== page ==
Today we had the incredible opportunity to meet some of the women who work at Ons Plek (“Our Place”), a shelter for girls living on the streets of Cape Town and beyond.  Street girls often maintain a clean appearance and disguise their begging with requests for things like bus fare.  For these reasons, they often go unnoticed even though they make up 12% of all children on the street.  When Ons Plek opened in 1988, all other shelters for street children were for boys only.  Each year since it opened, the shelter has helped almost 150 girls, between the ages of 6 and 18, to escape life on the street. 

When girls come to Ons Plek, they start out in the residential safe-house.  During this first phase of treatment, the girls are adjusting to life in a structured environment after having spent a few days or much longer living and getting by on the streets.  The street children report that they eat better on the street than they did at home, and life on the street can be an adrenaline rush.  As a result, it takes some time to adjust to a home with rules and responsibilities.  The shelter staff prefer for girls to make their way to the shelter of their own accord so that they can be reminded that they are there by choice when these rules and responsibilities later seem too confining.  When the girls have adjusted to life off of the street, they enter the second phase of treatment at Sivewe, a separate home for the girls who are focusing on rebuilding their lives. 

Time at Ons Plek and Sivewe often focuses on investigating a child’s home situation to see if, with proper supervision and provision of resources, reunification might be possible.  For those children for whom reunification with immediate family is not an option, other relatives like grandmothers or aunts may be contacted regarding the possibility of taking the child into their home.  Non-relative foster parents or continued life in the shelter, while not preferred, are considered if family reunification is not possible.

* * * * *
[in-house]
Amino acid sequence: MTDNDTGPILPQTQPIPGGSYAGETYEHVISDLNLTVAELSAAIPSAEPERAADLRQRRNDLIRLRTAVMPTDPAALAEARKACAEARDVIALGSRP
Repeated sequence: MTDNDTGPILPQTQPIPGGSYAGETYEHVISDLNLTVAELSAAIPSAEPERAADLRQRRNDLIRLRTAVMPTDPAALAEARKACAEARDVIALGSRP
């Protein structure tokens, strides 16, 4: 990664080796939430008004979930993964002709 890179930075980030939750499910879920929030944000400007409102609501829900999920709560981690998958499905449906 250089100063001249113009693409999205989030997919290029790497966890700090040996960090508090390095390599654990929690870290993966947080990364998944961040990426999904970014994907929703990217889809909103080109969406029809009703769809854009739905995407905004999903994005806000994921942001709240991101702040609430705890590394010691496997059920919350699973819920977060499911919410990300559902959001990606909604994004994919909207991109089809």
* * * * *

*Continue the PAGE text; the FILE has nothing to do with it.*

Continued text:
The program provides education to girls during their transition into shelter life, and when they are ready, the centre enrolls the girls in school and provides in-depth tutoring and assistance with homework.  Some girls have missed too much school to catch back up to their peers, and others do not have the desire or ability for continued education.  For these girls, vocational training opportunities are provided. 

Additionally, the program focuses on life skills training – the girls help in the everyday tasks of grocery shopping, budgeting, cooking meals, and cleaning the home.  They participate in rule creation and enforcement at the shelter.  The overall goal of the centre is to empower the girls to cope with life and the struggles they will face when they are out on their own.  All of this amazing work is accomplished by a very small staff on a shoestring budget.

Country Club Christian has selected Ons Plek as the international beneficiary of our Easter Offering.  After learning first-hand about the work of the organization and seeing some of the girls that live at the shelter, I can think of no more deserving recipient.